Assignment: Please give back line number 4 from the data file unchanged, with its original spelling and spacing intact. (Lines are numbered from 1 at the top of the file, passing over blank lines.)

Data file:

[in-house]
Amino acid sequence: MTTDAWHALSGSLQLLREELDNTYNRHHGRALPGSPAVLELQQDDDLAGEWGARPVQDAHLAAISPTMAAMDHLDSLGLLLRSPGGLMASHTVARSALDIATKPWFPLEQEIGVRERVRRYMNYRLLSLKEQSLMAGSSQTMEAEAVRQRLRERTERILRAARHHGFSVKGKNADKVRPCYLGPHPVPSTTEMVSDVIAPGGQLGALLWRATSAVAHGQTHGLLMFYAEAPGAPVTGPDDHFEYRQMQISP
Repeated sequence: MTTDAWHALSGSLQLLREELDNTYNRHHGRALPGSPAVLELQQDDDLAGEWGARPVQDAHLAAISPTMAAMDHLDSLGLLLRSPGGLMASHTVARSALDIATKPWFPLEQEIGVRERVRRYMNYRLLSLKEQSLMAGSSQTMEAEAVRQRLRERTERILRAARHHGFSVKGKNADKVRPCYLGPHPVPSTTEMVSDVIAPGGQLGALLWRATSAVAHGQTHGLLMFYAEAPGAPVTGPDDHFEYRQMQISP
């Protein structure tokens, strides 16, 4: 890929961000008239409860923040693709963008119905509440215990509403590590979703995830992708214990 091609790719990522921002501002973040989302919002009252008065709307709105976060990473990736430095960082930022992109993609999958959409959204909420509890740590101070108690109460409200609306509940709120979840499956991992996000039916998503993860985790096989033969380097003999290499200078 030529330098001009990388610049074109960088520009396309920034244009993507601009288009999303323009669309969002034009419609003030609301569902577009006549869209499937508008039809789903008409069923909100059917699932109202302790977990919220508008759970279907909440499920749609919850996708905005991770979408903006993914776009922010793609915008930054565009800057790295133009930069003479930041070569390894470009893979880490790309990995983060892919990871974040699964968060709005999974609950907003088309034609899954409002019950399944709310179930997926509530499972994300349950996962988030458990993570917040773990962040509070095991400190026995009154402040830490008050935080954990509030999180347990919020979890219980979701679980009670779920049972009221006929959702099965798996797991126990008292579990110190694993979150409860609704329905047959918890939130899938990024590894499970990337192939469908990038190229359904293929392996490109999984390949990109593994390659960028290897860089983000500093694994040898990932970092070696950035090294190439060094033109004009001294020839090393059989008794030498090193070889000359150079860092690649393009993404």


């Protein structure tokens, strides 16, 4: 890929961000008239409860923040693709963008119905509440215990509403590590979703995830992708214990 091609790719990522921002501002973040989302919002009252008065709307709105976060990473990736430095960082930022992109993609999958959409959204909420509890740590101070108690109460409200609306509940709120979840499956991992996000039916998503993860985790096989033969380097003999290499200078 030529330098001009990388610049074109960088520009396309920034244009993507601009288009999303323009669309969002034009419609003030609301569902577009006549869209499937508008039809789903008409069923909100059917699932109202302790977990919220508008759970279907909440499920749609919850996708905005991770979408903006993914776009922010793609915008930054565009800057790295133009930069003479930041070569390894470009893979880490790309990995983060892919990871974040699964968060709005999974609950907003088309034609899954409002019950399944709310179930997926509530499972994300349950996962988030458990993570917040773990962040509070095991400190026995009154402040830490008050935080954990509030999180347990919020979890219980979701679980009670779920049972009221006929959702099965798996797991126990008292579990110190694993979150409860609704329905047959918890939130899938990024590894499970990337192939469908990038190229359904293929392996490109999984390949990109593994390659960028290897860089983000500093694994040898990932970092070696950035090294190439060094033109004009001294020839090393059989008794030498090193070889000359150079860092690649393009993404």